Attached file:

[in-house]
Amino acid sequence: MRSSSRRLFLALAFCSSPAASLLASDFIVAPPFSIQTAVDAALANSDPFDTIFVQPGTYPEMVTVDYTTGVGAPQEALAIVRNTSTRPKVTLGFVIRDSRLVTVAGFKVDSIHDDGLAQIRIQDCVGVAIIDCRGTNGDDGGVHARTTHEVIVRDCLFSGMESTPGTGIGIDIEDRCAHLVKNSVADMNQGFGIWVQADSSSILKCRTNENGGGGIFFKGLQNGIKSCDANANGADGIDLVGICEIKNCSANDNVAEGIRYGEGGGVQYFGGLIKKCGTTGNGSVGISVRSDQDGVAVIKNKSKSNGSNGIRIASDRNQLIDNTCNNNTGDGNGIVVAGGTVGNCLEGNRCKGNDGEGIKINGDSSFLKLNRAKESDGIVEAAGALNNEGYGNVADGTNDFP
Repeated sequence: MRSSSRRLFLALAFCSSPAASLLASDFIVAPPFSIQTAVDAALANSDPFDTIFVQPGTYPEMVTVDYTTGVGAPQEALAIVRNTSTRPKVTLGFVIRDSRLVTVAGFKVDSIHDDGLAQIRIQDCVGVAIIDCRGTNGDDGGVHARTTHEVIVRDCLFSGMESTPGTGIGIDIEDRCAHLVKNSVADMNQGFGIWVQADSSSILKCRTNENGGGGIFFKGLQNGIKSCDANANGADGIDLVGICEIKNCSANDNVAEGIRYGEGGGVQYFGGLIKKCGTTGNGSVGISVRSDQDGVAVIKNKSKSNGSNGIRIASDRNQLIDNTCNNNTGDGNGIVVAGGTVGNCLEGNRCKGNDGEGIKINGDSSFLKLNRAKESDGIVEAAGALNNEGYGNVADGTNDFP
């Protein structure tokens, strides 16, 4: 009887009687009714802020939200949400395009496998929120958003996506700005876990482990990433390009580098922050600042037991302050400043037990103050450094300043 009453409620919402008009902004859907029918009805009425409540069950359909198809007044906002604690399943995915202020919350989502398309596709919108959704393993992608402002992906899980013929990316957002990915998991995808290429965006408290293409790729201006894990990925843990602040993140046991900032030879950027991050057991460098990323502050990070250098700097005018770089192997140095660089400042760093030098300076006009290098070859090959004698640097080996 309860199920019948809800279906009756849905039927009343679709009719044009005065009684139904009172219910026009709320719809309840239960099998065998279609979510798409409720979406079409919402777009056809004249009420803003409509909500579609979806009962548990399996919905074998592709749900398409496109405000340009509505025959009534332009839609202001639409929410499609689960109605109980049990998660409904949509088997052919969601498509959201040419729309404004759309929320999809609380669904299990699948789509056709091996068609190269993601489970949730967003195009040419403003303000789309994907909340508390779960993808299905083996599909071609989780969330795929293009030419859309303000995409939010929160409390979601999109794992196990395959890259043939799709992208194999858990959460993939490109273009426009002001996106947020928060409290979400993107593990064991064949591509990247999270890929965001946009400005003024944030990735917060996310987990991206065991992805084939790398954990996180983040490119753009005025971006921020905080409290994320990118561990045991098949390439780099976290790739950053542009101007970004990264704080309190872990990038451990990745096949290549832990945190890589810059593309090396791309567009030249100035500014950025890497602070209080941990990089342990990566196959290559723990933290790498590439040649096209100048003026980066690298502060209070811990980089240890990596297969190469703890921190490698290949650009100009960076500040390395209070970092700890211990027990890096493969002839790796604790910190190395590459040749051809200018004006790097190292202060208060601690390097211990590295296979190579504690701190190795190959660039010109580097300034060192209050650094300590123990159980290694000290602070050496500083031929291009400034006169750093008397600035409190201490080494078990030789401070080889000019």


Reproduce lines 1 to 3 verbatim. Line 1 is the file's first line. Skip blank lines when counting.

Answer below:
[in-house]
Amino acid sequence: MRSSSRRLFLALAFCSSPAASLLASDFIVAPPFSIQTAVDAALANSDPFDTIFVQPGTYPEMVTVDYTTGVGAPQEALAIVRNTSTRPKVTLGFVIRDSRLVTVAGFKVDSIHDDGLAQIRIQDCVGVAIIDCRGTNGDDGGVHARTTHEVIVRDCLFSGMESTPGTGIGIDIEDRCAHLVKNSVADMNQGFGIWVQADSSSILKCRTNENGGGGIFFKGLQNGIKSCDANANGADGIDLVGICEIKNCSANDNVAEGIRYGEGGGVQYFGGLIKKCGTTGNGSVGISVRSDQDGVAVIKNKSKSNGSNGIRIASDRNQLIDNTCNNNTGDGNGIVVAGGTVGNCLEGNRCKGNDGEGIKINGDSSFLKLNRAKESDGIVEAAGALNNEGYGNVADGTNDFP
Repeated sequence: MRSSSRRLFLALAFCSSPAASLLASDFIVAPPFSIQTAVDAALANSDPFDTIFVQPGTYPEMVTVDYTTGVGAPQEALAIVRNTSTRPKVTLGFVIRDSRLVTVAGFKVDSIHDDGLAQIRIQDCVGVAIIDCRGTNGDDGGVHARTTHEVIVRDCLFSGMESTPGTGIGIDIEDRCAHLVKNSVADMNQGFGIWVQADSSSILKCRTNENGGGGIFFKGLQNGIKSCDANANGADGIDLVGICEIKNCSANDNVAEGIRYGEGGGVQYFGGLIKKCGTTGNGSVGISVRSDQDGVAVIKNKSKSNGSNGIRIASDRNQLIDNTCNNNTGDGNGIVVAGGTVGNCLEGNRCKGNDGEGIKINGDSSFLKLNRAKESDGIVEAAGALNNEGYGNVADGTNDFP